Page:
At the end of the day, unless Turbolinks can perfectly emulate the browser's behavior, attempts to use Turbolinks with third-party JavaScript will either fail often or require an ever-growing library that handles more and more targeted edge-cases.

jQuery Turbolinks (https://github.com/kossnocorp/jquery.turbolinks) is a good example of something that tries to make the solution more transparent,  but introduces problems as it now triggers ready callbacks multiple times, and idempotence is not typically a requirement of ready handlers. I encourage you to review the open and closed issues on these projects to get a sense of the specific kinds of problems that can occur.

The Good

That said, for applications that are willing to carefully think through the requirements of Turbolinks, this solution does provide a nice transitional way to keep building applications without a lot of architectural changes with improved speed.

If you are thinking about using Turbolinks, make sure:

• Your JavaScript is designed to be long-lived across many different
  HTML pages without a refresh
• Your refresh handlers are idempotent. Don't register event handlers
  or other bindings in a refresh handler unless you reliably tear them down.
• You audit all third-party code that you use to make sure that they do not
  rely on DOM Ready events, or if they do, that they DOM Ready events are
  idempotent. If you don't feel comfortable auditing and cleaning up
  third-party code, don't use any. (note that the "turbolinks community",
  such as it is, might vet existing libraries for compliance, and that would
  help).
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Earlier this week, I posted here about my distaste for the trend I've noticed of rewarding open source contributors for the volume of their software instead of the quality. I did that by quoting TJ, from a recent GitHub issue for one of his projects where a user was reporting data loss due to a bug.

The response was disappointing but not unexpected. Many people, instead of focusing on whether this cultural trend is good or bad, instead attacked me for attacking TJ (or just took potshots at Ember.js).

This was surprising to me, for two reasons:

1. TJ is an inveterate shit-talker
2. I wasn't attacking him

He made an honest mistake that any one of us could have made, and I'm sure he's learned from it. I am not in the least criticizing TJ for what happened.

But I had been feeling uncomfortable with the culture of "release! release! release!" for awhile. I didn't have a particularly good argument against it. The bug that nuked /usr/local gave me what I had been looking for.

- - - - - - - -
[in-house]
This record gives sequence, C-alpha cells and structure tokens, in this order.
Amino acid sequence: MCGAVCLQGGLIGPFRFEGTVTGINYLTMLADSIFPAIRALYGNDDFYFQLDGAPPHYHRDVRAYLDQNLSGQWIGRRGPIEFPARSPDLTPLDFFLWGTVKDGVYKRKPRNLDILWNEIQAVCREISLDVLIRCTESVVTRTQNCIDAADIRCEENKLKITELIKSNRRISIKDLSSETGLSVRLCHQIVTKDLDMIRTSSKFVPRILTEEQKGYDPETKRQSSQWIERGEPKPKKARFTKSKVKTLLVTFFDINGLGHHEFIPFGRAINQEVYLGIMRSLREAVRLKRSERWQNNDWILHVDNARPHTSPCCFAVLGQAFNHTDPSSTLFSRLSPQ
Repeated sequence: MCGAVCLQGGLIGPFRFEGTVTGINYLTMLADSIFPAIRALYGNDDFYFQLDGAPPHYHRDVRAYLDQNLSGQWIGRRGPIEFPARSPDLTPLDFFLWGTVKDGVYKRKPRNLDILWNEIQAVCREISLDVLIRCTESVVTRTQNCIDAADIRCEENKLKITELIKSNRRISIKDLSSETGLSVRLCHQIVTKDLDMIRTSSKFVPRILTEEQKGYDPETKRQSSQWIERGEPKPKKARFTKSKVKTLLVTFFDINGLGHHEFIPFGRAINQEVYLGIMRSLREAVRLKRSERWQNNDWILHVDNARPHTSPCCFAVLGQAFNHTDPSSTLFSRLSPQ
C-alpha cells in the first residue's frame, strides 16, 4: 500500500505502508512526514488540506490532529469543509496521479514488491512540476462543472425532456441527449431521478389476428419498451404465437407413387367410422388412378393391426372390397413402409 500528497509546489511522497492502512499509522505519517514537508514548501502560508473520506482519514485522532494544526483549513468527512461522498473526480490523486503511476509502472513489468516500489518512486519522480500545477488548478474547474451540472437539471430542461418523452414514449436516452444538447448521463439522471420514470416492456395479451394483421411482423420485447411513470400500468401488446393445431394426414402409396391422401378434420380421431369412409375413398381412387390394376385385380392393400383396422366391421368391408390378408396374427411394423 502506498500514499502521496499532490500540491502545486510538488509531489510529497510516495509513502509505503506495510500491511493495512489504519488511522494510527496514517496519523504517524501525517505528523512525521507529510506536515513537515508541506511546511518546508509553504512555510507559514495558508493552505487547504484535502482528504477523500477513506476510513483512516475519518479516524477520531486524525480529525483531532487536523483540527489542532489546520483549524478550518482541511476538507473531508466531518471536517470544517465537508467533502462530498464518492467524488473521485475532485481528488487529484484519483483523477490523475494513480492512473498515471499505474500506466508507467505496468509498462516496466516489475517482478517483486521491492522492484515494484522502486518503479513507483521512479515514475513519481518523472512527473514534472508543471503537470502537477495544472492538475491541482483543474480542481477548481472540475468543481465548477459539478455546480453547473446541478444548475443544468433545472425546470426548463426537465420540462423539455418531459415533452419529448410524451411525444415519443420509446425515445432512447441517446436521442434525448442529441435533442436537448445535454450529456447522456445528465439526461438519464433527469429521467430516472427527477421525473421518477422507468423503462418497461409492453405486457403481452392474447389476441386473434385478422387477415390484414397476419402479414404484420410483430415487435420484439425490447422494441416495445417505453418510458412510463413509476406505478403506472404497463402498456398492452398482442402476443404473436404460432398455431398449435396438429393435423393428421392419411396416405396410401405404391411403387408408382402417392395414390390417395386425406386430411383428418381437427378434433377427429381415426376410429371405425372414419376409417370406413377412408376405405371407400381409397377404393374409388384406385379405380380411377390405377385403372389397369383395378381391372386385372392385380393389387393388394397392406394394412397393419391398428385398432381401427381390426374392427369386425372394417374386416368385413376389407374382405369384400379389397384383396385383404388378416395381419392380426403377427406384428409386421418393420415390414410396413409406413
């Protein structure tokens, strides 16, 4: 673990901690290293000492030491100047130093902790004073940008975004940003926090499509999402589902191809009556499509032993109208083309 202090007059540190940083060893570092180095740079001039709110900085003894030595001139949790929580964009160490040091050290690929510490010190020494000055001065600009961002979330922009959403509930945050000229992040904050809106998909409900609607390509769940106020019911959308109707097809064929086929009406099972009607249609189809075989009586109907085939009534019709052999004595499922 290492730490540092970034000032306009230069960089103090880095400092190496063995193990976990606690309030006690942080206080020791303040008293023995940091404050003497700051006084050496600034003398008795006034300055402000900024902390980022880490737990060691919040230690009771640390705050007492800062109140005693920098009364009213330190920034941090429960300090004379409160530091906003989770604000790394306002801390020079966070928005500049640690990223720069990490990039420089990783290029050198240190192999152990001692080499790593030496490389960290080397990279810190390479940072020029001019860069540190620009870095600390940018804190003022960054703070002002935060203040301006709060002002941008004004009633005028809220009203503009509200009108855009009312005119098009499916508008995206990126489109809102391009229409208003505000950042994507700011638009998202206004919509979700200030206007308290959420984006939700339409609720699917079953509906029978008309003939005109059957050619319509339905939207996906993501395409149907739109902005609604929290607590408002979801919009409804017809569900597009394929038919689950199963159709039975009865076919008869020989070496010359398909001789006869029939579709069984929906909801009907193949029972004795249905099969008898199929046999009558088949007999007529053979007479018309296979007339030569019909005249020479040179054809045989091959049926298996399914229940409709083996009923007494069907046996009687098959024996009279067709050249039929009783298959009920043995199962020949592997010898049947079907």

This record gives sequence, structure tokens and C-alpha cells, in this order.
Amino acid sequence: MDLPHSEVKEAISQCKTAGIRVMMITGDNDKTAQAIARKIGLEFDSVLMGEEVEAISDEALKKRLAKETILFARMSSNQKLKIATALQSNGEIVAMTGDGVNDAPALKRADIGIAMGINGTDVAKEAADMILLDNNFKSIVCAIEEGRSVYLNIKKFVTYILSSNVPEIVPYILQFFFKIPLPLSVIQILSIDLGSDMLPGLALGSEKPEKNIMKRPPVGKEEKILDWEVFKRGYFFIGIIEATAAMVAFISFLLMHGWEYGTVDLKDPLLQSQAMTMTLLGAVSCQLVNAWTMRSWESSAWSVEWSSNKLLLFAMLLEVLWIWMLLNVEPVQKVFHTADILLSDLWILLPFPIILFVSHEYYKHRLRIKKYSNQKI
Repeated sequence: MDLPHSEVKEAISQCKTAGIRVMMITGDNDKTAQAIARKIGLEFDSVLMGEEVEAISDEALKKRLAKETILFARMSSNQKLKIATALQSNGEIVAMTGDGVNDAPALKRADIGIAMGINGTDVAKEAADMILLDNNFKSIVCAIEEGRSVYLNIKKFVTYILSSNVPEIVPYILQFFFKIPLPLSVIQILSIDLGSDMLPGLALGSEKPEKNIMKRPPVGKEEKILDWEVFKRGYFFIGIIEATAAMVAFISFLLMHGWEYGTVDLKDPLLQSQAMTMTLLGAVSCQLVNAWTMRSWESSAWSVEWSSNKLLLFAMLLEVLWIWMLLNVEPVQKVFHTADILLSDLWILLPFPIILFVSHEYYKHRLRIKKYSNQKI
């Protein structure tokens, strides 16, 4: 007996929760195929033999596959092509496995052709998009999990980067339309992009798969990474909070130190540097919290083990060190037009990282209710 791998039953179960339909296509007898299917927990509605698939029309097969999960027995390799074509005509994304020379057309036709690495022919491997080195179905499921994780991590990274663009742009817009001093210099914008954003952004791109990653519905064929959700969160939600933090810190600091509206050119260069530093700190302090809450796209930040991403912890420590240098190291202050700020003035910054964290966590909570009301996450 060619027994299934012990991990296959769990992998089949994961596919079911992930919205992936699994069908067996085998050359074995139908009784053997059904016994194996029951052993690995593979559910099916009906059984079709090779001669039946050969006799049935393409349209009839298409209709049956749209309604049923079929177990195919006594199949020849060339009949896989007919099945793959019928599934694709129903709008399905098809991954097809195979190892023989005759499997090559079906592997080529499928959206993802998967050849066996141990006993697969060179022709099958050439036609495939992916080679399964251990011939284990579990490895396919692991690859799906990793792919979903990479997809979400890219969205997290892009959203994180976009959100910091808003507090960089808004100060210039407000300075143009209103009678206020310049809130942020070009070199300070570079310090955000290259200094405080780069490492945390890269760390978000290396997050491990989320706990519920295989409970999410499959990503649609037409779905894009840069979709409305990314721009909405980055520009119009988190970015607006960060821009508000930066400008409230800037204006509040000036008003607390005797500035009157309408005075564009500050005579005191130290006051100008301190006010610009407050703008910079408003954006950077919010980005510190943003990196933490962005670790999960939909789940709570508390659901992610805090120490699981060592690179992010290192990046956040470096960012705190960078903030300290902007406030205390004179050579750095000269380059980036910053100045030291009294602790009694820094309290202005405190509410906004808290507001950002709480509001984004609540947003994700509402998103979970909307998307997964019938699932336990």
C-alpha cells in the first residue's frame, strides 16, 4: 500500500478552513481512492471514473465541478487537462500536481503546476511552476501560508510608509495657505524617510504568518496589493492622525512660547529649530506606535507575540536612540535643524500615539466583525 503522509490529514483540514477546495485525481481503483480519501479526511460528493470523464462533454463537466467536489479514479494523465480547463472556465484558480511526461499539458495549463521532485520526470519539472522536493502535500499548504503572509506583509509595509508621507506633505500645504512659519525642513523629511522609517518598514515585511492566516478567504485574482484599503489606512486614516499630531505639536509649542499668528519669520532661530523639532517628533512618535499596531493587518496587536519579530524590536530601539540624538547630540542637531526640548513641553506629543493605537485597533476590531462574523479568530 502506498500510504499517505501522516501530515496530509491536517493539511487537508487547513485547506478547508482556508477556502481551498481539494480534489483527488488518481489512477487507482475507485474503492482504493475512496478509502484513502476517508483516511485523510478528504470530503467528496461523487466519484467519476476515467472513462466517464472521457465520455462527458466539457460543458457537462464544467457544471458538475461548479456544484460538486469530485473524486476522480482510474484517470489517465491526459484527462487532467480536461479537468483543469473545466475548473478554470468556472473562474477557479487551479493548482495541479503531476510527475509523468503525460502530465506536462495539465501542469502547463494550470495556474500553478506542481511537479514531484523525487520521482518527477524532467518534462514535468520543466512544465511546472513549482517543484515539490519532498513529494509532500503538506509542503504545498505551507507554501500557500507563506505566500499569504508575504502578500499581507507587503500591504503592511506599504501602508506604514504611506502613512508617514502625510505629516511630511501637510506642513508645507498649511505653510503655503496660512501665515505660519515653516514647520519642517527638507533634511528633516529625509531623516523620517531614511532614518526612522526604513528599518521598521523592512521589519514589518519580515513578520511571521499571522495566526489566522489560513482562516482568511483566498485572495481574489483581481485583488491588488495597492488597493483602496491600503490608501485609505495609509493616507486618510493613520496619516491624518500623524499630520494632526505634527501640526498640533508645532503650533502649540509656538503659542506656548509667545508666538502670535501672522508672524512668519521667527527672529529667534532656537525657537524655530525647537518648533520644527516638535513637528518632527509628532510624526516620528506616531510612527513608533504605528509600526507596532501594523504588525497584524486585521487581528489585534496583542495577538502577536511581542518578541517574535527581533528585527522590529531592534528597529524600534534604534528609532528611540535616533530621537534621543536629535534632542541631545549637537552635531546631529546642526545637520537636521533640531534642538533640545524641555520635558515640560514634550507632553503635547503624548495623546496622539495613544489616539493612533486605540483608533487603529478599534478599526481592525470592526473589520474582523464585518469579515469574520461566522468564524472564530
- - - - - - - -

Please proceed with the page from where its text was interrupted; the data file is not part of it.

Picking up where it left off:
Let's be clear: there was a bug that caused data loss. The maintainer of the software that caused the data loss identified the reason for not properly reviewing the pull request: he had over 250+ open source projects.

This is not me speculating; this is what he said in the GitHub issue.

There was one bright spot in the discussion: +Mikeal Rogers responded on his blog (http://www.mikealrogers.com/posts/generation-gap.html) with a thoughtful reply.

Mikeal's argument, if I can do him the disservice of gross paraphrase, is that the rise of "amateurism" is happening anyway, so we might as well embrace it.

I appreciate his argument, and he may even be right. But I think that as communities, we can at least nudge the culture in the direction we'd like it to go. I think we've been doing a great job with it in our treatment of sexism, for example—making a conscious effort to change. I don't think that everyone is writing terrible software and we're all doomed. All I'm saying is that I've recently felt like we're rewarding the act of releasing software over the software itself. It feels, in some ways, like giving a trophy to every kid just for showing up.

Maybe that's fine. But quality still counts, too.
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Quantity IS often quality. You can shove a lot of small things and create one giant thing ala Ember, or you can create many distinct, well tested, small things.
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Work
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Software Engineer
Employment
  • Tilde Inc.
    Co-Founder, present
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Make decisions so your users don't have to.
Education
  • University of California, Irvine
    2008